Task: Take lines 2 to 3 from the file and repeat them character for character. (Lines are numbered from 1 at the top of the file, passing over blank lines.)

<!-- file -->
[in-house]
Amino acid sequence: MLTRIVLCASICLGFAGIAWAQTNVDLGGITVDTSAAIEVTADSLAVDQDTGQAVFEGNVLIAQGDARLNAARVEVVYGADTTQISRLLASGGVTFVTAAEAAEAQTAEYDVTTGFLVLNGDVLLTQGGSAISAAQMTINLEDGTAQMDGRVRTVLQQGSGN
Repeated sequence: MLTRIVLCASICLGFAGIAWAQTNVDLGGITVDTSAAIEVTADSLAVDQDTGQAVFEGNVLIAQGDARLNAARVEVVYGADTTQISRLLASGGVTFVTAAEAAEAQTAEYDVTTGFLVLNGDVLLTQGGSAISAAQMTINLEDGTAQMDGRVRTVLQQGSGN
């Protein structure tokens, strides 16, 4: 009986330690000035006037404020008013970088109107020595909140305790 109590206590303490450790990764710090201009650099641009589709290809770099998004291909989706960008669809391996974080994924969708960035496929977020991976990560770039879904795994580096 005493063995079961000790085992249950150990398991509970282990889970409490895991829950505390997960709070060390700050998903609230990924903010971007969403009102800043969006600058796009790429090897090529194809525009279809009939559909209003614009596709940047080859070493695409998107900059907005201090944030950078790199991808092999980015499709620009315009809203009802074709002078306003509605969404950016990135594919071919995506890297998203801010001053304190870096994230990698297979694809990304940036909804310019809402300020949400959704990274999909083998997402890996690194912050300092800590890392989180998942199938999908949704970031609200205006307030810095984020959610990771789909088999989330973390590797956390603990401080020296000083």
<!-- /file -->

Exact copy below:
Amino acid sequence: MLTRIVLCASICLGFAGIAWAQTNVDLGGITVDTSAAIEVTADSLAVDQDTGQAVFEGNVLIAQGDARLNAARVEVVYGADTTQISRLLASGGVTFVTAAEAAEAQTAEYDVTTGFLVLNGDVLLTQGGSAISAAQMTINLEDGTAQMDGRVRTVLQQGSGN
Repeated sequence: MLTRIVLCASICLGFAGIAWAQTNVDLGGITVDTSAAIEVTADSLAVDQDTGQAVFEGNVLIAQGDARLNAARVEVVYGADTTQISRLLASGGVTFVTAAEAAEAQTAEYDVTTGFLVLNGDVLLTQGGSAISAAQMTINLEDGTAQMDGRVRTVLQQGSGN